Insulin levels can be useful predicting susceptibility to the development of type II diabetes, although C-peptide has largely supplanted insulin measurement for this role.1 The American Diabetes Association recommendations for the diagnosis of diabetes do not include the measurement of insulin levels.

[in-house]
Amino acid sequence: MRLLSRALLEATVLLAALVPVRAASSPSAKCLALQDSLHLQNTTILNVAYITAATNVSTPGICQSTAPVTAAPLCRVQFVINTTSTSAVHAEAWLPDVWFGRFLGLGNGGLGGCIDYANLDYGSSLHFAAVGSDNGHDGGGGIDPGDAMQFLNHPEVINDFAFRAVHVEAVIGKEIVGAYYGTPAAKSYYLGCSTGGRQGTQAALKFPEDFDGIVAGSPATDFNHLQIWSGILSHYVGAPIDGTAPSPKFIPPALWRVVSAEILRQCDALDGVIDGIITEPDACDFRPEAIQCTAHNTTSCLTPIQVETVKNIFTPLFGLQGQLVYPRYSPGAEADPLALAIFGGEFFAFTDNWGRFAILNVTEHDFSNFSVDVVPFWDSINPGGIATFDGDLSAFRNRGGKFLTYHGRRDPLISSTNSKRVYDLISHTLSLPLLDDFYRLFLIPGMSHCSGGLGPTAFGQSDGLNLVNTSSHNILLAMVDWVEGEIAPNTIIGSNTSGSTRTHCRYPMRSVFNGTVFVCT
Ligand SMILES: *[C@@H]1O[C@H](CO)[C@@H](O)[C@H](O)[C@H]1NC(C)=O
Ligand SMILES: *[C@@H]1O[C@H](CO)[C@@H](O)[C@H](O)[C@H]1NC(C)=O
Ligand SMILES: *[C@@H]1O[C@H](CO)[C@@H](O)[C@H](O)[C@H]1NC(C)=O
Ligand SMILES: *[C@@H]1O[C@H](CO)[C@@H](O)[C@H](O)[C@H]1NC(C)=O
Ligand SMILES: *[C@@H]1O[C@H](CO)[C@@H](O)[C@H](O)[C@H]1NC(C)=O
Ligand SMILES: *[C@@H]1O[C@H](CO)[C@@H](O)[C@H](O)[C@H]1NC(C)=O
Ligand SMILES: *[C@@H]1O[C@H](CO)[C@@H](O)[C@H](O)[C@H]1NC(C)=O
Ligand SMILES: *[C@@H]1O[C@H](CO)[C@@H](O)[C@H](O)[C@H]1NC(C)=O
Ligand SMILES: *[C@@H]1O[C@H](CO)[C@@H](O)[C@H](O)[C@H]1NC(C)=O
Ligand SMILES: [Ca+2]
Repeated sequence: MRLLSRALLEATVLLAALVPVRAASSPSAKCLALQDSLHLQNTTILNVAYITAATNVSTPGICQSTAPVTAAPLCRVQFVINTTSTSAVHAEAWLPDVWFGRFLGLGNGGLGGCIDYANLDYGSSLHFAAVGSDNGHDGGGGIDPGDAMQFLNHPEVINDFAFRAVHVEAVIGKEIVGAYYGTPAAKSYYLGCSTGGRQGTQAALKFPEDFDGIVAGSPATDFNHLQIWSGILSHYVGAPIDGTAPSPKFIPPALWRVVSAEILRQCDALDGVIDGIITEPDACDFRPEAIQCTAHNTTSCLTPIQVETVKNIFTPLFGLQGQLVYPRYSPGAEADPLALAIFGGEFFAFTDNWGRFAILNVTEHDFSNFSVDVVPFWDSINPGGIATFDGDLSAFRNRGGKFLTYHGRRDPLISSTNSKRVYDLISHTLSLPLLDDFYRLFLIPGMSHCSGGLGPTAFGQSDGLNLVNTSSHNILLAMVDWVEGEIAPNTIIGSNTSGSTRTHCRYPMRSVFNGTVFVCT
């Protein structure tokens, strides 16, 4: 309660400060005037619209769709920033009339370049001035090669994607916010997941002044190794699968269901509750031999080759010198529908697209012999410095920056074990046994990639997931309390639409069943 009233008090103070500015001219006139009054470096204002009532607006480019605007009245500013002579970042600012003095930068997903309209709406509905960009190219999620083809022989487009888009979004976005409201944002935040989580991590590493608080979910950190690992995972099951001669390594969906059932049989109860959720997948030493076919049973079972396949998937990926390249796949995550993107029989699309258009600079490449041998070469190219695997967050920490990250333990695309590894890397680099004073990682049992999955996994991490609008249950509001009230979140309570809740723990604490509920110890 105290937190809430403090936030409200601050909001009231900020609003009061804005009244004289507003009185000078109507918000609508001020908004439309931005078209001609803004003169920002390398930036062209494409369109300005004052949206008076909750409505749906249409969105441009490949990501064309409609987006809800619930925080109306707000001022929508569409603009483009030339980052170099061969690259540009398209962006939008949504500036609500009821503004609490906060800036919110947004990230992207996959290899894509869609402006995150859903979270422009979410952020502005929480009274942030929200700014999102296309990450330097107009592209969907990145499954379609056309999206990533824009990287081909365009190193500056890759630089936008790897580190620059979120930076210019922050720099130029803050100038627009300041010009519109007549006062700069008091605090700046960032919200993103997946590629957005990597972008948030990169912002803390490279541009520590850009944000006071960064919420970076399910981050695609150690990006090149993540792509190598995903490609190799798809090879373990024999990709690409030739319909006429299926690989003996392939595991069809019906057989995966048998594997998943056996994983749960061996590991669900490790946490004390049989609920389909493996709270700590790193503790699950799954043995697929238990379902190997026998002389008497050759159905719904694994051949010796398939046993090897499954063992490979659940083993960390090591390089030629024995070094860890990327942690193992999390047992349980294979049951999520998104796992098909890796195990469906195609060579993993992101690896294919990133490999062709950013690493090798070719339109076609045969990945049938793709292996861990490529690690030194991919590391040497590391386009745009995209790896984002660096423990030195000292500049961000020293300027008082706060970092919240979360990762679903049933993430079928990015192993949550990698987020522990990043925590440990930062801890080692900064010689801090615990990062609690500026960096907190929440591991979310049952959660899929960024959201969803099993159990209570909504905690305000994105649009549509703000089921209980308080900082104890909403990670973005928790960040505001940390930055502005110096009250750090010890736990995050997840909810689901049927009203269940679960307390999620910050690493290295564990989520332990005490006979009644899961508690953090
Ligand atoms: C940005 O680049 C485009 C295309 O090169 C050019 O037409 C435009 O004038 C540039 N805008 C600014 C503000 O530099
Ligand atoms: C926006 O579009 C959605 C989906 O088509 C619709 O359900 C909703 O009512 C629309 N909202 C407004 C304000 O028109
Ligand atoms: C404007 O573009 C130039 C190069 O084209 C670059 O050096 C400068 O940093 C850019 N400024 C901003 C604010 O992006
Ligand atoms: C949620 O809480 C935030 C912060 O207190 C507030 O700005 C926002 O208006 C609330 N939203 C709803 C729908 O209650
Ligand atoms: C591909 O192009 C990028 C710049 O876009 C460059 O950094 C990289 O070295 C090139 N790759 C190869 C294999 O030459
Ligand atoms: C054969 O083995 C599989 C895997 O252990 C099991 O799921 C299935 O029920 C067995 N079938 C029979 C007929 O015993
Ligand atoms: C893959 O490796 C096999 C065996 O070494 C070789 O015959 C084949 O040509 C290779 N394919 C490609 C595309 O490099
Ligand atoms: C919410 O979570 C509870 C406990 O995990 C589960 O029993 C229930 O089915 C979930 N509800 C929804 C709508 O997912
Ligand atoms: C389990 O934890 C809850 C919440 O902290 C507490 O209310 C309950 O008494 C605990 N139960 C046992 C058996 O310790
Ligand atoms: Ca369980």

Circulating antibodies to insulin, both autoantibodies and antibodies to therapeutic insulin, can interfere with the immunoassays for insulin.1,3 In the work-up of insulinoma, factitious hypoglycemia must be considered.1 C-peptide measurement is useful in this context. Since C-peptide is produced as the result of the cleavage of proinsulin in the β-cell, it is not found in pharmaceutical insulin. Thus, C-peptide levels are low with the surreptitious injection of insulin. C-peptide levels are increased when endogenous levels of insulin are elevated.